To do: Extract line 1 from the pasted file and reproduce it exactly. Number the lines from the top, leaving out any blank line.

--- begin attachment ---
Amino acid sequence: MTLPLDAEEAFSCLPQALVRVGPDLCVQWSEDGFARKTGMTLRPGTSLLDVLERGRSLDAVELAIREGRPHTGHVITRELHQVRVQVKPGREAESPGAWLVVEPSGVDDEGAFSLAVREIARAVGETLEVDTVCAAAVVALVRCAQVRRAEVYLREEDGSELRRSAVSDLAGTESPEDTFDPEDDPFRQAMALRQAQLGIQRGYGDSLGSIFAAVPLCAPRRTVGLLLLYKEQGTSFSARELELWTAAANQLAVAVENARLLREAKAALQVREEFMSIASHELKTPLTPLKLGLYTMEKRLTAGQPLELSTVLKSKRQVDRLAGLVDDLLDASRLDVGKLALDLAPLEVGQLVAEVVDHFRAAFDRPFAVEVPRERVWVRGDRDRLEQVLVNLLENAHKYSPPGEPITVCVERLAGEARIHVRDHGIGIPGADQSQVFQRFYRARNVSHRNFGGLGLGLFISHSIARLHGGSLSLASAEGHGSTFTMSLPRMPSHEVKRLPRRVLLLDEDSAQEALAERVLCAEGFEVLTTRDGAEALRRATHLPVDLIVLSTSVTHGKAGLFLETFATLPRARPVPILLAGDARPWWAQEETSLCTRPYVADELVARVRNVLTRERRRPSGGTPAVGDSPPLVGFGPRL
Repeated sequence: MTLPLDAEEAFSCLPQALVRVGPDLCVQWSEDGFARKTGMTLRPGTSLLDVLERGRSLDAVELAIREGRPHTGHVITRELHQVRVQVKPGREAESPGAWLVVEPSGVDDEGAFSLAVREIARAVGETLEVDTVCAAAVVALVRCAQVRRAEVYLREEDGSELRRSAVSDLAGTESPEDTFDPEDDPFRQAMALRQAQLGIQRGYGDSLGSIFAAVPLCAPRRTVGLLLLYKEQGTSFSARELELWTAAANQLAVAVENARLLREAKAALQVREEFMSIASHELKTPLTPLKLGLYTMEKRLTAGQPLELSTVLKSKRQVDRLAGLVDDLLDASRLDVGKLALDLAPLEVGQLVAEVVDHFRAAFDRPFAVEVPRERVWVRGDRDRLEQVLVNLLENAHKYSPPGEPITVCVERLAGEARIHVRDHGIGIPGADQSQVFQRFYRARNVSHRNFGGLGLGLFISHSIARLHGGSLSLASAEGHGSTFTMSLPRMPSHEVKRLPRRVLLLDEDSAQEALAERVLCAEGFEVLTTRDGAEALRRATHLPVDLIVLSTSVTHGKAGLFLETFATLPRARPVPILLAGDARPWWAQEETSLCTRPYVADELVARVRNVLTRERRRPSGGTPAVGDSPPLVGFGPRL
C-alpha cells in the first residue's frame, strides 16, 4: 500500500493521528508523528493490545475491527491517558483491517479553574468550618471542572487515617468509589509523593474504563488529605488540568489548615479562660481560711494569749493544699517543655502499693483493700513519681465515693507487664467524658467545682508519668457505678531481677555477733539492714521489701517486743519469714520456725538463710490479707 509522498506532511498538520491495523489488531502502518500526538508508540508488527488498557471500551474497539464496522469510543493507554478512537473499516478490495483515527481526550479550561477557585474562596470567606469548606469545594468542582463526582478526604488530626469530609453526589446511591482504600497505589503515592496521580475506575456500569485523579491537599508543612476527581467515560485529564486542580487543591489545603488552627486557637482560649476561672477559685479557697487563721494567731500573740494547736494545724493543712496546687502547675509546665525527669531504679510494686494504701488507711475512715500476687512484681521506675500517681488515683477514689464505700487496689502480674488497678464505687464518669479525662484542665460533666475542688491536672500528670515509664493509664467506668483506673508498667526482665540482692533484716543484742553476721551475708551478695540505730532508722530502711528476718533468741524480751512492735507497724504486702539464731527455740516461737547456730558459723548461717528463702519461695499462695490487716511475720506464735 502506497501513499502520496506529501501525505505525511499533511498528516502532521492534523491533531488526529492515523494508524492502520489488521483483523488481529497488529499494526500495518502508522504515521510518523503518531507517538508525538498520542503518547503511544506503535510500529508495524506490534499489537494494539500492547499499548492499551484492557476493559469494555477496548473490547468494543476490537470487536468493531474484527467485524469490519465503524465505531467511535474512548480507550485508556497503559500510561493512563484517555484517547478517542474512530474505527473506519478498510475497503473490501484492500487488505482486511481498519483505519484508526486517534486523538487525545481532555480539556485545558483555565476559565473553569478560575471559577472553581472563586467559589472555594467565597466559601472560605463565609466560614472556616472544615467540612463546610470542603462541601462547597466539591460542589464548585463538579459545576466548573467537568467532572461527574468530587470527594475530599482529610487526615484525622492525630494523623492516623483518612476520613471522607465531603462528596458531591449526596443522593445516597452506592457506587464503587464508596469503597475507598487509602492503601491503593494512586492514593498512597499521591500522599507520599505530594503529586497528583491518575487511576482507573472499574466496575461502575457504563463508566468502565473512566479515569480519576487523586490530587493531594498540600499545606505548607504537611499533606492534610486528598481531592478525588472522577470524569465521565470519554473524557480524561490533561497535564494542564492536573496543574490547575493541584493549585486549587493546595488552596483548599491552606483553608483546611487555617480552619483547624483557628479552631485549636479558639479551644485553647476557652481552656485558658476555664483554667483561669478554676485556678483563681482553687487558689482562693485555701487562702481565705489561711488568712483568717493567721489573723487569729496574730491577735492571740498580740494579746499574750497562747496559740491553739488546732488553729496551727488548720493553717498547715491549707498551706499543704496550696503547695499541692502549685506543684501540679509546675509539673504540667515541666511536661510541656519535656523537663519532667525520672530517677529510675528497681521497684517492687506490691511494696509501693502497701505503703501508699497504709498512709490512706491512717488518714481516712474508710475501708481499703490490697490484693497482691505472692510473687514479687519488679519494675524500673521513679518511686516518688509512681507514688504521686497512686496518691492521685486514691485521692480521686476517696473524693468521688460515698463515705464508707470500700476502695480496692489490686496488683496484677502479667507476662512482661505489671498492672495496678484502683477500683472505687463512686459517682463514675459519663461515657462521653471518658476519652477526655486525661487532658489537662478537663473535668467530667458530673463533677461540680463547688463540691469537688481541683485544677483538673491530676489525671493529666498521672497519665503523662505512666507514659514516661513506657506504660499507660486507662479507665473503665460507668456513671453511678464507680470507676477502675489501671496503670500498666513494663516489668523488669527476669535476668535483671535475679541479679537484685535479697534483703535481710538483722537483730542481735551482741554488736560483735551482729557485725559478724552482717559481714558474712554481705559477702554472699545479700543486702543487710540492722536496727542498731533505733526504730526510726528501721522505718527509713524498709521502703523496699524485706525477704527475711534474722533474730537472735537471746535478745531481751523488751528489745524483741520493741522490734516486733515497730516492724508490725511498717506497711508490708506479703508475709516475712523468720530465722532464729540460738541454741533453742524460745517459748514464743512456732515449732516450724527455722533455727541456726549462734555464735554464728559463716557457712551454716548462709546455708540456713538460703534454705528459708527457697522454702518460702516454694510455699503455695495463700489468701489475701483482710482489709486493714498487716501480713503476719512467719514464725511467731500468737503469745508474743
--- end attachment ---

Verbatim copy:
Amino acid sequence: MTLPLDAEEAFSCLPQALVRVGPDLCVQWSEDGFARKTGMTLRPGTSLLDVLERGRSLDAVELAIREGRPHTGHVITRELHQVRVQVKPGREAESPGAWLVVEPSGVDDEGAFSLAVREIARAVGETLEVDTVCAAAVVALVRCAQVRRAEVYLREEDGSELRRSAVSDLAGTESPEDTFDPEDDPFRQAMALRQAQLGIQRGYGDSLGSIFAAVPLCAPRRTVGLLLLYKEQGTSFSARELELWTAAANQLAVAVENARLLREAKAALQVREEFMSIASHELKTPLTPLKLGLYTMEKRLTAGQPLELSTVLKSKRQVDRLAGLVDDLLDASRLDVGKLALDLAPLEVGQLVAEVVDHFRAAFDRPFAVEVPRERVWVRGDRDRLEQVLVNLLENAHKYSPPGEPITVCVERLAGEARIHVRDHGIGIPGADQSQVFQRFYRARNVSHRNFGGLGLGLFISHSIARLHGGSLSLASAEGHGSTFTMSLPRMPSHEVKRLPRRVLLLDEDSAQEALAERVLCAEGFEVLTTRDGAEALRRATHLPVDLIVLSTSVTHGKAGLFLETFATLPRARPVPILLAGDARPWWAQEETSLCTRPYVADELVARVRNVLTRERRRPSGGTPAVGDSPPLVGFGPRL